Integral World: Exploring Theories of Everything
An independent forum for a critical discussion of the integral philosophy of Ken Wilber
Ken Wilber: Thought as Passion, SUNY 2003Frank Visser, graduated as a psychologist of culture and religion, founded IntegralWorld in 1997. He worked as production manager for various publishing houses and as service manager for various internet companies and lives in Amsterdam. Books: Ken Wilber: Thought as Passion (SUNY, 2003), and The Corona Conspiracy: Combatting Disinformation about the Coronavirus (Kindle, 2020).

Diagnosing Dillard

Out of the Frying Pan into the Fire

Frank Visser

This leaves us with a bewildering mosaic of opinions, ideologies, propaganda and counter-propaganda, from which we have to escape.

In his last essay Joseph Dillard, a frequent if controversial contributor to Integral World, takes a candid look at what motivates him.[1] He wants to break free from the matrix of Western self-understanding as an advanced culture of democracy, freedom and justice, and points to many data that seem to contradict this lofty view or ourselves. Apparently, hypocrisy triggers him, and disillusionment with the West pervades his writings, especially since he started commenting on the Russo-Ukraine war. His first 60 essays were directed at the integral community, arguing that it suffered from one-sidedness in its emphasis on individual development, at the expense of issues related to ethical behavior or justice. He used the expression of "healing integral"—the title of his first, June 2017 essay—aiming to restore balance. Since February 2020 he wrote another 40+ essays about the Russo-Ukraine war, and here again his goal seems to have been to restore balance, or at least present data that contradict our most cherished notions about our own culture.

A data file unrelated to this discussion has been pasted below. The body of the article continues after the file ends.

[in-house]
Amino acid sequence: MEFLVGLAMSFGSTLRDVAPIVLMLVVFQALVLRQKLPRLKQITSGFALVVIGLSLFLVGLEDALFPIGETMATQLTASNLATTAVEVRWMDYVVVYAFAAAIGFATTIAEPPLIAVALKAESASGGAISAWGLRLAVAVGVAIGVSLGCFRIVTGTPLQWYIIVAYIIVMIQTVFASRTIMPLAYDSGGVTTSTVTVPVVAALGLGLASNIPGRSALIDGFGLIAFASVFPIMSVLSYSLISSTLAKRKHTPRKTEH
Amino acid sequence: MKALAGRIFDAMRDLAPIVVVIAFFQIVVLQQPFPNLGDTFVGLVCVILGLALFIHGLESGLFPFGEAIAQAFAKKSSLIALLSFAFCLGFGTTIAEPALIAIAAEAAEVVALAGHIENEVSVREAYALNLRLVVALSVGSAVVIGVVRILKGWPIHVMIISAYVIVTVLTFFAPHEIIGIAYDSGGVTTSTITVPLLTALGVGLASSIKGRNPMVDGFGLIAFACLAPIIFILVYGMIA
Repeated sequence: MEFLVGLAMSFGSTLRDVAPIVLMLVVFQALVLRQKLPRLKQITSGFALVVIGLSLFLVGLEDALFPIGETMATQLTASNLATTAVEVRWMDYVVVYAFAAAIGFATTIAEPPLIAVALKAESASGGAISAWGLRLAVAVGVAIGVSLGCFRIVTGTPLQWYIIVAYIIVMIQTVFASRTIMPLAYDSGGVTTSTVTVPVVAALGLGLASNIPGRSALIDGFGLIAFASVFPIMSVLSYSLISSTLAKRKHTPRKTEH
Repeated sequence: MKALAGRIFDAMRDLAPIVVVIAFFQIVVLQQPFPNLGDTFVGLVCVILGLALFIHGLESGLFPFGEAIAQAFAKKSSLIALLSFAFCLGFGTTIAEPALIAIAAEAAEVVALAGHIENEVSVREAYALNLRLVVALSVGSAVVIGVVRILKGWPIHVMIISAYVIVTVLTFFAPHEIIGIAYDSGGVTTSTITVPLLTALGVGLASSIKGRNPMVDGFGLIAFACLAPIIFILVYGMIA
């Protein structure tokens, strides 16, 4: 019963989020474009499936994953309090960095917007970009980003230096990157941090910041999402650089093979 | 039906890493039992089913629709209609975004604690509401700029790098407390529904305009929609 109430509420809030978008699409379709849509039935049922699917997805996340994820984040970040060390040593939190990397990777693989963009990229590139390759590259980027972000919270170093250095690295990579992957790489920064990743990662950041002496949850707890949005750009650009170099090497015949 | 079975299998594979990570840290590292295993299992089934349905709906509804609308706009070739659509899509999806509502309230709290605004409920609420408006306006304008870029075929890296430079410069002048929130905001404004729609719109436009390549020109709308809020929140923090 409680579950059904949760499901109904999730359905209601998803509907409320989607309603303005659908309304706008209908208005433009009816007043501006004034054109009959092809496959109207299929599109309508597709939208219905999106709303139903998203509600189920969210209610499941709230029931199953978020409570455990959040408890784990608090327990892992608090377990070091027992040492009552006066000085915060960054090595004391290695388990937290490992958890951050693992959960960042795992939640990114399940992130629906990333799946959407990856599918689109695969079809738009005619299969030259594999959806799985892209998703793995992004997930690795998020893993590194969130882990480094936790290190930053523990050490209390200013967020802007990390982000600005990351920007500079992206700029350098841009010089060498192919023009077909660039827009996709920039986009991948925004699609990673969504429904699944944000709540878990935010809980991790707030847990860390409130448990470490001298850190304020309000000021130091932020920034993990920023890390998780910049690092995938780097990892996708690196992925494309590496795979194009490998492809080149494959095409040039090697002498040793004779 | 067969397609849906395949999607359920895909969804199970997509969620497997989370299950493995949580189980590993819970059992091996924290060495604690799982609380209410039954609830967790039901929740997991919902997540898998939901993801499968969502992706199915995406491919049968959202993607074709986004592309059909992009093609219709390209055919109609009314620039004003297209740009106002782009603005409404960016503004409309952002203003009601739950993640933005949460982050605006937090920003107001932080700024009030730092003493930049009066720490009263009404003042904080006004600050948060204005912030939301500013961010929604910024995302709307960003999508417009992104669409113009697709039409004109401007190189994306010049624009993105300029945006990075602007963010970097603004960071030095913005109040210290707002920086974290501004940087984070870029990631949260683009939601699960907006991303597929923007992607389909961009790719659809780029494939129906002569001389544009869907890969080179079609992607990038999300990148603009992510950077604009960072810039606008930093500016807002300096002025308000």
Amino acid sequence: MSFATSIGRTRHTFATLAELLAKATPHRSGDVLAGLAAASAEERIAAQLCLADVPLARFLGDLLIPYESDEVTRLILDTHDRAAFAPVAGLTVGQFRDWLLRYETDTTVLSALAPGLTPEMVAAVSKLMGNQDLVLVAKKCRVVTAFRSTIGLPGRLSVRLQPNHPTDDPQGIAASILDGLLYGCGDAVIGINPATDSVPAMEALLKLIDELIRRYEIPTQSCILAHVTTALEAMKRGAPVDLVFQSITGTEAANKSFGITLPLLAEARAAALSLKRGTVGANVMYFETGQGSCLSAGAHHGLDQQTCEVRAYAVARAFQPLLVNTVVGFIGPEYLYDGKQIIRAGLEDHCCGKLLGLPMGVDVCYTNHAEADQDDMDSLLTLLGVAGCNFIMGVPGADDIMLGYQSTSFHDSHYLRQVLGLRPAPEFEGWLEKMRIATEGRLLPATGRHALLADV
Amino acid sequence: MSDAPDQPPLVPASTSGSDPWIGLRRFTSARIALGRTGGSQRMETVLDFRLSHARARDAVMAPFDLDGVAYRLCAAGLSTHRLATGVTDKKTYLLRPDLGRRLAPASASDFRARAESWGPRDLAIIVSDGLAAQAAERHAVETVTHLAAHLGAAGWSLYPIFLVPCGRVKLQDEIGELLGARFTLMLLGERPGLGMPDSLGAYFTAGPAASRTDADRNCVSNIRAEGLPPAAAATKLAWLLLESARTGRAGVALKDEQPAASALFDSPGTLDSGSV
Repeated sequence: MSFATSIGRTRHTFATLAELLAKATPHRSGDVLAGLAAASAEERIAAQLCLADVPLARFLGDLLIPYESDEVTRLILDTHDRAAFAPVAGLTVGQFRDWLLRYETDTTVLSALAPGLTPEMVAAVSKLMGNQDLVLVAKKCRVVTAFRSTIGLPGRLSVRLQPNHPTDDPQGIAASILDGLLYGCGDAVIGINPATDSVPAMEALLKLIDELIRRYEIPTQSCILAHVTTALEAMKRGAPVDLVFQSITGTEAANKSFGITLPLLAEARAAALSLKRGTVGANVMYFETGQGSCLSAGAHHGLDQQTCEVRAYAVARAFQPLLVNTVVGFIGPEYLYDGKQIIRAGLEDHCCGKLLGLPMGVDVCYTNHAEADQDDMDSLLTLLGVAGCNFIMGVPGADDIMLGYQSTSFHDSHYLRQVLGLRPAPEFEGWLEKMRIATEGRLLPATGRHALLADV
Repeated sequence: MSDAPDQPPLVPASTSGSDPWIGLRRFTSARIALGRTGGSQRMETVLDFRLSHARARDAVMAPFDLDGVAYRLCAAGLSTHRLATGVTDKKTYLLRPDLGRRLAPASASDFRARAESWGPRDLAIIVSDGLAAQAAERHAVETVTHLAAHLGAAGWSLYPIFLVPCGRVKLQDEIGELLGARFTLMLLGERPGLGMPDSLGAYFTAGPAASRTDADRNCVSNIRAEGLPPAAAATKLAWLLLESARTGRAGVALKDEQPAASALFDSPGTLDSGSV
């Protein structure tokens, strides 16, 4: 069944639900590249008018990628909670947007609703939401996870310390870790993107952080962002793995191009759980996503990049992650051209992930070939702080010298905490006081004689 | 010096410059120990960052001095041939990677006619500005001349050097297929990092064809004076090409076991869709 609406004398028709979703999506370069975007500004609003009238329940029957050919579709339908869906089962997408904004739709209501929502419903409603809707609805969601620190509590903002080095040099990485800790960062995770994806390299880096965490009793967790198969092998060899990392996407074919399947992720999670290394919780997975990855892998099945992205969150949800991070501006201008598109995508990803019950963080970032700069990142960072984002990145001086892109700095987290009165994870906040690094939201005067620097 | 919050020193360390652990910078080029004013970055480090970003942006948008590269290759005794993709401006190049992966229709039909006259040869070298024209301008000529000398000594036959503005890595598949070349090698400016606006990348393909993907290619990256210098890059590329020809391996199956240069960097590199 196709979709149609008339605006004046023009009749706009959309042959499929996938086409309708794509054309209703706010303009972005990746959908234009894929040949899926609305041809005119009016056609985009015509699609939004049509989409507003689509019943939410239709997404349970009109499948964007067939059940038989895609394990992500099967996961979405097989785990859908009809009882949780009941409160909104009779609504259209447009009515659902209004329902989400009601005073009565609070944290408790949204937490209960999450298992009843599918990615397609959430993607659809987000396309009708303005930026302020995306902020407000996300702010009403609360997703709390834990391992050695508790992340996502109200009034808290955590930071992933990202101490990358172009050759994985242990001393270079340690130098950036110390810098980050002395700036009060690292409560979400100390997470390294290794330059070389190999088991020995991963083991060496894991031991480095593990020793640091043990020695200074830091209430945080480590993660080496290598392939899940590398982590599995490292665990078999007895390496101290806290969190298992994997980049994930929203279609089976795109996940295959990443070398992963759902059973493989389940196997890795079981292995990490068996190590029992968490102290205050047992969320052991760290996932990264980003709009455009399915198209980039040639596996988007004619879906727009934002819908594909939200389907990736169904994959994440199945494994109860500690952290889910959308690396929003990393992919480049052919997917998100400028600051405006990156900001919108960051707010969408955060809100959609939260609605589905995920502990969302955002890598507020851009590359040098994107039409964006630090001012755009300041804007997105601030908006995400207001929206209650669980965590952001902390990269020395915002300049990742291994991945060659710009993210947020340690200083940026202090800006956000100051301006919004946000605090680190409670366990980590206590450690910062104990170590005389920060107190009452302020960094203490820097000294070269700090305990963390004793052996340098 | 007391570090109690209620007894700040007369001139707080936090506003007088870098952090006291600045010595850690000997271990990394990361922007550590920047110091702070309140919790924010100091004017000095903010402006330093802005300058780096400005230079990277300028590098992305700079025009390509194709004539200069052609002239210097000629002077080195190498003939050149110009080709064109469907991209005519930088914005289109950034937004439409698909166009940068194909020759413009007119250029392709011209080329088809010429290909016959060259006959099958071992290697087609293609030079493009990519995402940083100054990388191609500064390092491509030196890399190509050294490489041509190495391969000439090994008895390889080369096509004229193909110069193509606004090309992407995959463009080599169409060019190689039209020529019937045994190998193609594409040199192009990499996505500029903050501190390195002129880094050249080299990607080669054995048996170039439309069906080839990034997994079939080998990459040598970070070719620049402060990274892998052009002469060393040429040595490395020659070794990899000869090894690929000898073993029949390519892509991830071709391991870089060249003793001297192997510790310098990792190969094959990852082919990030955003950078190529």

This view of integral culture and practice met with opposition in the various online integral discussion groups, and Dillard always engaged with these critics, in my opinion setting a standard as to how we should debate integral topics. Not that any of these many exchanges changed his mind to any substantial degree (that would be another story). But he claimed that he learned most from those who disagree with him, and I can sympathize with that statement. Using a metaphor from the sailing world, we authors are like beacons spread out over the ocean of opinions, and by engaging with each other's points of view we are more able to establish were we ourselves stand. His favorable views on Russia and China were met with a stronger opposition, as these seemed to turn a blind eye to the obvious shortcomings of these non-Western cultures. Ironically, in his attempt to restore balance, he seems to have gone to the opposite extreme—and lost his balance in the process. One critic likened him on Integral World to a Don Quixote.[2]